The ATHENA trial is a clinical trial designed to test the ability of a patient’s own “adipose-derived regenerative cells” or ADRCs to improve to improve their heart function. In this trial, heart disease patients received injections of their own ADRCs into their heart muscle. Then these patients were followed and their symptoms, rates of hospitalizations, and heart function were monitored over a period of several months. The initial plans were to examine each patient at one week and at one, three, six, and twelve months after the procedure, and to interview patients via telephone calls from study staff two, three, four, and five years after the procedure.
The ATHENA trial results were presented at the Society for Cardiovascular Angiography and Interventions (SCAI) 2016 Scientific Sessions in Orlando, Fla.
ADRCs are isolated from fat that is collected by means of liposuction. The processing procedure uses a Celution®System (Cytori Therapeutics, San Diego, CA) cell processing unit to separate the mature fat cells and red blood cells (and other unwanted material, i.e., connective tissue and so on) from the other cells. The processed material, or ADRC fraction is an admittedly mixed population of cells that includes some mesenchymal stem cells (a type of adult stem cell), endothelial progenitor cells, leukocytes (white blood cells), endothelial cells (which compose the inner lining of blood vessels), and vascular smooth muscle cells. Several studies in laboratory animals have shown that ADRCs can promote healing of scarred or injured tissue, but the precise exact mechanisms by which ADRCs do this is uncertain. Pre-clinical studies have shown that ADRCs can quell inflammation, stimulate new blood vessel formation, promote cell survival and prevent cell death, and secrete molecules that promote tissue repair and regeneration.
The key advantage of ADRCs come from the fact that fat is the richest source of adult stem and regenerative cells. For example, one gram of fat contains approximately 5,000 stem cells and these cells can be collected and processed in the same day.
The results of the ATHENA trial to data showed that the heart muscle of those who had received injections of their own ADRCs demonstrated symptomatic improvement and a trend towards lower rates of heart failure hospitalizations and angina (chest pain). However, there was no significant improvement in left ventricle ejection fraction (LVEF) or ventricular volumes.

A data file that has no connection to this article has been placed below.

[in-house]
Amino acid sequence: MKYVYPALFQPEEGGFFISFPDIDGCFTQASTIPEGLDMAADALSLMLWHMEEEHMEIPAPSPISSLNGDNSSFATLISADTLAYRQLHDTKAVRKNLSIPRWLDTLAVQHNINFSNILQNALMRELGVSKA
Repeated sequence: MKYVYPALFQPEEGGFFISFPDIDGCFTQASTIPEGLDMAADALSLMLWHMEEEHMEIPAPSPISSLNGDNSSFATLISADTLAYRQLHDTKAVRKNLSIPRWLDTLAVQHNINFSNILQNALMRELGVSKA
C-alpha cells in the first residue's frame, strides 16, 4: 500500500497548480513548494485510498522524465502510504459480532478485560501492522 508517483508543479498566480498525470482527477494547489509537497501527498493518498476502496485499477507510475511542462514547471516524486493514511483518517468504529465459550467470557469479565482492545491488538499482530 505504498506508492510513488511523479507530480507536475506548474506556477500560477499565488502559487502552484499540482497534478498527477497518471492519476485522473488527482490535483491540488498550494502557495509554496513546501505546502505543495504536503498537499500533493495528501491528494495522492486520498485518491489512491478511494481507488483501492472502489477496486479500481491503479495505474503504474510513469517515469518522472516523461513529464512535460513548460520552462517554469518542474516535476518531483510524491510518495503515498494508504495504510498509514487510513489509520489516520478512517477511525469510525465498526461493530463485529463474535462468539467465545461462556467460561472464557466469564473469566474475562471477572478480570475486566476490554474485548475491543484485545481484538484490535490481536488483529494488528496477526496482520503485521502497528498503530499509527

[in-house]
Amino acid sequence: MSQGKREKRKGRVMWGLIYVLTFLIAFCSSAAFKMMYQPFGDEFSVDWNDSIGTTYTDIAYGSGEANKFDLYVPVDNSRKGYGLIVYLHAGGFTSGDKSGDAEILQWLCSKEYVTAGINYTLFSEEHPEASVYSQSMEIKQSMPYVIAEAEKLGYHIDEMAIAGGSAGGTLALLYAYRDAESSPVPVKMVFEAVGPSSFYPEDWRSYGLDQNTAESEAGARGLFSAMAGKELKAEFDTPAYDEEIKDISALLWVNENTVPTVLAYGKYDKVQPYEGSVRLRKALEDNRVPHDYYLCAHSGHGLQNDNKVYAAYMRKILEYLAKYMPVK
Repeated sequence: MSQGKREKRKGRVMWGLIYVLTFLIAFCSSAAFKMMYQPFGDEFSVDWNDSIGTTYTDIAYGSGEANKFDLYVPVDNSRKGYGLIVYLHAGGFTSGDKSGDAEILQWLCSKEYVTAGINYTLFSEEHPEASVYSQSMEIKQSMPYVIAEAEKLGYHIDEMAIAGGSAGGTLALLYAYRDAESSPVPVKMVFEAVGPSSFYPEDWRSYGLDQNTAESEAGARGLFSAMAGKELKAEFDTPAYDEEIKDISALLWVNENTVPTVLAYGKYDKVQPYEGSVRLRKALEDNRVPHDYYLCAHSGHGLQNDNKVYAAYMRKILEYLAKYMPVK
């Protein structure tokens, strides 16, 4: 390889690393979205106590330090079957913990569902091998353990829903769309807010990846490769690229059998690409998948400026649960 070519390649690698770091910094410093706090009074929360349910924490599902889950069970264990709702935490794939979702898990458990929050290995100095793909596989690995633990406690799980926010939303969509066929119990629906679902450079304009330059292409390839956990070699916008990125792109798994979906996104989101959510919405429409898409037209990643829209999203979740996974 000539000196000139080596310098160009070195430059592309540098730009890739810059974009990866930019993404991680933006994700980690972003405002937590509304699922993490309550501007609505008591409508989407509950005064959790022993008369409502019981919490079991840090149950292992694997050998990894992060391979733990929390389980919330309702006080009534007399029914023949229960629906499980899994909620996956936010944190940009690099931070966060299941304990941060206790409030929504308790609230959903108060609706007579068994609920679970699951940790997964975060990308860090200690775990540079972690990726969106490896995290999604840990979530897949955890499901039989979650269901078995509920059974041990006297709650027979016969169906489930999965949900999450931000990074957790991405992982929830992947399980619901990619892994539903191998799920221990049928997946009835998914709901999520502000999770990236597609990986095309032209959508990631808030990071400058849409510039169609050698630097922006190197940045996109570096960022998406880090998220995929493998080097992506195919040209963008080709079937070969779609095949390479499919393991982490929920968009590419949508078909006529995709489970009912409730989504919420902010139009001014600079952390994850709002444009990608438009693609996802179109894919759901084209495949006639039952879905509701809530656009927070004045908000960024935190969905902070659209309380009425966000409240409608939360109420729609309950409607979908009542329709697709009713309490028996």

“ADRCs consist of multiple cell types with multiple potential benefits,” said Timothy D. Henry, MD, MSCAI, director, division of cardiology at the Cedars-Sinai Heart Institute and the study’s lead investigator. “Based on the results seen with ADRCs in the PRECISE trial, we designed ATHENA to look at these cells as a possible treatment option for people with refractory chronic myocardial ischemia.”
This phase 2 program consisted of two prospective, randomized double-blind, placebo-controlled, parallel group trials that were called ATHENA and ATHENA II. The patients in this study had an average age of 65 years in both groups. 17 patients received injections of their own ADRCs into their heart muscle and 14 received the placebo. The ejection factions of these patients (the percentage of blood pumped out of the ventricles with each contraction) were between 20-45 percent (normal is around high 40s to low 50s). The ejection fraction or EF can be an early indicator of heart failure if it is 35 percent or below, and the baseline average EF score for both groups was 31.6 percent. The patients were also suffered from angina pectoris, a chest pain that occurs when the heart receives too little oxygen. All patients had blocked coronary arteries but were not candidates for revascularization therapies.
One year after receiving the therapy, the ADRC-treated patients registered improvement in their heart failure classification (57 percent) and angina classification (67 percent) relative to the placebo group (15 percent and 27 percent, respectively). Further, when evaluated with the Minnesota Living with Heart Failure questionnaire, the ADRC-treated patients showed distinct improvements over those who had received the placebo (-21.6 vs. -5.5, p=0.038), and displayed a trend toward fewer heart failure hospitalizations (centrally adjudicated [2/17, 11.7 percent vs. 2/14, 21.4 percent]). However, to emphasize again, there were no between group differences in LVEF or ventricular volume.
The ATHENA trial only examined a small patient population, but the results are potentially promising and consistent with what was seen with PRECISE and might provide the foundation for a large phase 3 trial.
The study, designed to enroll 90 patients, was terminated prematurely due to three neurological events that prolonged trial enrollment, but were not cell related.
The fact that patients feel better and do better with the ADRC treatment is encouraging, but without showing improved objective measures in heart physiology, such as increased ejection fraction, decreased end-diastolic volume and end-systolic volume, such a treatment will have a hard time finding enthusiastic endorsement among cardiologists.